Forest Service plans to clear-cut in the Monongahela National Forest

West Virginians worry it’s a return to the state’s destructive logging past.

Fayette Tribune – The U.S. Forest Service has proposed to clear-cut and burn a number of areas of the Monongahela National Forest near the Upper Cheat River — 3,463 acres of trees in all. The Forest Service says that it seeks to make the forest more resilient by growing more trees that are younger in age, and enhancing wildlife habitat by creating openings in the forest.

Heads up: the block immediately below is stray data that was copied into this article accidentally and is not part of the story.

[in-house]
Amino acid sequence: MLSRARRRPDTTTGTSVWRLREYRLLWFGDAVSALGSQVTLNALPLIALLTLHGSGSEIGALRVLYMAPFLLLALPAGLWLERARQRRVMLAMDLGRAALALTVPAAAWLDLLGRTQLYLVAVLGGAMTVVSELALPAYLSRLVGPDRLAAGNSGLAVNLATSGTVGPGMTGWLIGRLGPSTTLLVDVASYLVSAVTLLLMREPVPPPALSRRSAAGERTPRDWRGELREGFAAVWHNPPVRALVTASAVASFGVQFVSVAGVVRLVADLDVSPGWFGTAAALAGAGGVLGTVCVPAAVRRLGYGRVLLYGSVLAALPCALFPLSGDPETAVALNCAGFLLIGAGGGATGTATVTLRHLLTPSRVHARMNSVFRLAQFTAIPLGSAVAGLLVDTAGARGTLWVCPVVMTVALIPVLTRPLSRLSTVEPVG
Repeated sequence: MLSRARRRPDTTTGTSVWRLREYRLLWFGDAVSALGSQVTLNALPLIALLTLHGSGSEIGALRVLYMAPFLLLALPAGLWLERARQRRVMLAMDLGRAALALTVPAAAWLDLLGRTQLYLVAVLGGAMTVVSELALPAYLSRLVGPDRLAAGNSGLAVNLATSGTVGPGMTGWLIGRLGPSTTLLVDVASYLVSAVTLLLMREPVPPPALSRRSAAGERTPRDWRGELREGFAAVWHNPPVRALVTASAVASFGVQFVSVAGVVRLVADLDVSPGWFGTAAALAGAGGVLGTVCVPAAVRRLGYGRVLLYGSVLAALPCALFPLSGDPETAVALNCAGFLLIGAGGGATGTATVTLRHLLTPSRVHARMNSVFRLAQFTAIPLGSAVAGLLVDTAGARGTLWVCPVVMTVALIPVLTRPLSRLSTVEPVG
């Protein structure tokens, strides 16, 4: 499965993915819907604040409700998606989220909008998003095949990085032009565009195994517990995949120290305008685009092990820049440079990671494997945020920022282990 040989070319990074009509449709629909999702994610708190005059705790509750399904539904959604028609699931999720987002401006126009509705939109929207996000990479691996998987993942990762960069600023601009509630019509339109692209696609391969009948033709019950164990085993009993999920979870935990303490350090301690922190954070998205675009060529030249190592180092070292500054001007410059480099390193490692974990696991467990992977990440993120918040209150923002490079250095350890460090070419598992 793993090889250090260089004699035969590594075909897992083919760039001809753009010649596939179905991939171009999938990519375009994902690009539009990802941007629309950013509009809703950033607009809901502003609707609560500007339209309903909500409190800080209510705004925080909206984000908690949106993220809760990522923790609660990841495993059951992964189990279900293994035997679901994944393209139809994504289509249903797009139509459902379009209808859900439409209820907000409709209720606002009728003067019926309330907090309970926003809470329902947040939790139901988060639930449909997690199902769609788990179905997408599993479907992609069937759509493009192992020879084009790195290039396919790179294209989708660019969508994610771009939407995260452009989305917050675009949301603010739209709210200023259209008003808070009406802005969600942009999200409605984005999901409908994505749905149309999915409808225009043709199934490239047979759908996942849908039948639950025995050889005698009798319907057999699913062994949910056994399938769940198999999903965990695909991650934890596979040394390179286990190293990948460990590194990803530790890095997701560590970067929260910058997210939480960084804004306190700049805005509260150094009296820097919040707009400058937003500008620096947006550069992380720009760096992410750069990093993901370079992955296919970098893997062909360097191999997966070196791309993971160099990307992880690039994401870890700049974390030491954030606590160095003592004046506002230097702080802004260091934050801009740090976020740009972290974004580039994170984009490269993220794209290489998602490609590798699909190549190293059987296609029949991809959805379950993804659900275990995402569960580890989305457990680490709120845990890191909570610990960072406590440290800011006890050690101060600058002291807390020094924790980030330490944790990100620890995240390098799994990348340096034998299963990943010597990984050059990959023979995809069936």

Several residents living in the forest’s footprint are opposed to the cutting, fearing a return to the old days of clear-cutting entire mountains. Residents say cutting down the trees could threaten several species, pose a flood risk, and erode a major buffer to climate change. “This madness has to stop!” said Judy Rodd, executive director of local environmental advocacy organization Friends of the Blackwater.

Sound familiar?

Read the story at the Fayette Tribune